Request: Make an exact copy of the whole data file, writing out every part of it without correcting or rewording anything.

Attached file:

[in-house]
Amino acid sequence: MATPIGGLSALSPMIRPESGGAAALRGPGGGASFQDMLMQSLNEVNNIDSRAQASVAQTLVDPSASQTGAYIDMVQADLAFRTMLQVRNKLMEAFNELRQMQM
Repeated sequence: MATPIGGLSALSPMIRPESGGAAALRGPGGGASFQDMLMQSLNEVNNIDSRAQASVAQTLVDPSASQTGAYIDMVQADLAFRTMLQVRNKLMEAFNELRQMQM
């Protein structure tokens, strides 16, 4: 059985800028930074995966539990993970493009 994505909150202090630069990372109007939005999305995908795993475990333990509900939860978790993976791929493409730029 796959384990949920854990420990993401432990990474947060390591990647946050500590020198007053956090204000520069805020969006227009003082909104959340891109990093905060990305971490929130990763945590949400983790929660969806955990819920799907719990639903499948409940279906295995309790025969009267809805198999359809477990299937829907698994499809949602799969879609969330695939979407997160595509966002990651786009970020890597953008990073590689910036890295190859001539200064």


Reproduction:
[in-house]
Amino acid sequence: MATPIGGLSALSPMIRPESGGAAALRGPGGGASFQDMLMQSLNEVNNIDSRAQASVAQTLVDPSASQTGAYIDMVQADLAFRTMLQVRNKLMEAFNELRQMQM
Repeated sequence: MATPIGGLSALSPMIRPESGGAAALRGPGGGASFQDMLMQSLNEVNNIDSRAQASVAQTLVDPSASQTGAYIDMVQADLAFRTMLQVRNKLMEAFNELRQMQM
């Protein structure tokens, strides 16, 4: 059985800028930074995966539990993970493009 994505909150202090630069990372109007939005999305995908795993475990333990509900939860978790993976791929493409730029 796959384990949920854990420990993401432990990474947060390591990647946050500590020198007053956090204000520069805020969006227009003082909104959340891109990093905060990305971490929130990763945590949400983790929660969806955990819920799907719990639903499948409940279906295995309790025969009267809805198999359809477990299937829907698994499809949602799969879609969330695939979407997160595509966002990651786009970020890597953008990073590689910036890295190859001539200064």